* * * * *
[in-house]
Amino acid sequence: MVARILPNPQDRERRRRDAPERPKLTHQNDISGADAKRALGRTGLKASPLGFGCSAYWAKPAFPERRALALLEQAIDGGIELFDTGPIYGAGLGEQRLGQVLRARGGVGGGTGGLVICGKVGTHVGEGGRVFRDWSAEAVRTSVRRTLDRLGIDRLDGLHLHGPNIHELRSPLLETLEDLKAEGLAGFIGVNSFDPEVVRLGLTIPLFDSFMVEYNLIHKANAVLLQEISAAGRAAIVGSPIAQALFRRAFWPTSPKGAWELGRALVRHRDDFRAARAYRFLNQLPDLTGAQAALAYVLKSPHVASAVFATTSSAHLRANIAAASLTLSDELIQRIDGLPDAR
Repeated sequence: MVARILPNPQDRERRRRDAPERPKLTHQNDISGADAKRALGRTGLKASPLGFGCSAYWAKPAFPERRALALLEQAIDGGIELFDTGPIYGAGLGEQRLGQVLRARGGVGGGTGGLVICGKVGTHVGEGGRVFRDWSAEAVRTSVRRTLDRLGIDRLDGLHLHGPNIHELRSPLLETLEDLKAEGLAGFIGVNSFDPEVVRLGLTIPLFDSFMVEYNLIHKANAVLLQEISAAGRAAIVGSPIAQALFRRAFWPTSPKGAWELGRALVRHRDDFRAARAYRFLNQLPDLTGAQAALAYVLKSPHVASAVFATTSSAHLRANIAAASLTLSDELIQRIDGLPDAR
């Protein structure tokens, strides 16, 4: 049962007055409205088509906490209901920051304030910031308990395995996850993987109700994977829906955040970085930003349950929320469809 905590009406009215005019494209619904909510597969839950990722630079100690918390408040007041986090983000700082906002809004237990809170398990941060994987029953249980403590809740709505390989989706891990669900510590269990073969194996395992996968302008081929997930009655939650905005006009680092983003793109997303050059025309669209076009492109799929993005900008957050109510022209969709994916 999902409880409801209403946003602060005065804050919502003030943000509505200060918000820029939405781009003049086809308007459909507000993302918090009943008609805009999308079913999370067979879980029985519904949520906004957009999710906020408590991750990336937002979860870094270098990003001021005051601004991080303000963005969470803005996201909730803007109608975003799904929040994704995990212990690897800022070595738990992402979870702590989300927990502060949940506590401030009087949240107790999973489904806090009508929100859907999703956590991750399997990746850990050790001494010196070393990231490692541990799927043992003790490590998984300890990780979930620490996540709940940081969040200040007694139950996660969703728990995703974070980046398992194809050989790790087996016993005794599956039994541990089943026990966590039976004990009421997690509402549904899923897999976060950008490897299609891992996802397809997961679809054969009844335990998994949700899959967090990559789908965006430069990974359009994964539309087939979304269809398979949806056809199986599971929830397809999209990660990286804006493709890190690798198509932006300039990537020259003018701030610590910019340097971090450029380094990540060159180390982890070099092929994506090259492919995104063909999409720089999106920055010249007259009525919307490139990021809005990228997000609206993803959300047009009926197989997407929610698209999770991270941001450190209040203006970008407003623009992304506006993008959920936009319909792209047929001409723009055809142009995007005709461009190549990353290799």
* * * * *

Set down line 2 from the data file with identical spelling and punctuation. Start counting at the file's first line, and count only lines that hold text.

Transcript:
Amino acid sequence: MVARILPNPQDRERRRRDAPERPKLTHQNDISGADAKRALGRTGLKASPLGFGCSAYWAKPAFPERRALALLEQAIDGGIELFDTGPIYGAGLGEQRLGQVLRARGGVGGGTGGLVICGKVGTHVGEGGRVFRDWSAEAVRTSVRRTLDRLGIDRLDGLHLHGPNIHELRSPLLETLEDLKAEGLAGFIGVNSFDPEVVRLGLTIPLFDSFMVEYNLIHKANAVLLQEISAAGRAAIVGSPIAQALFRRAFWPTSPKGAWELGRALVRHRDDFRAARAYRFLNQLPDLTGAQAALAYVLKSPHVASAVFATTSSAHLRANIAAASLTLSDELIQRIDGLPDAR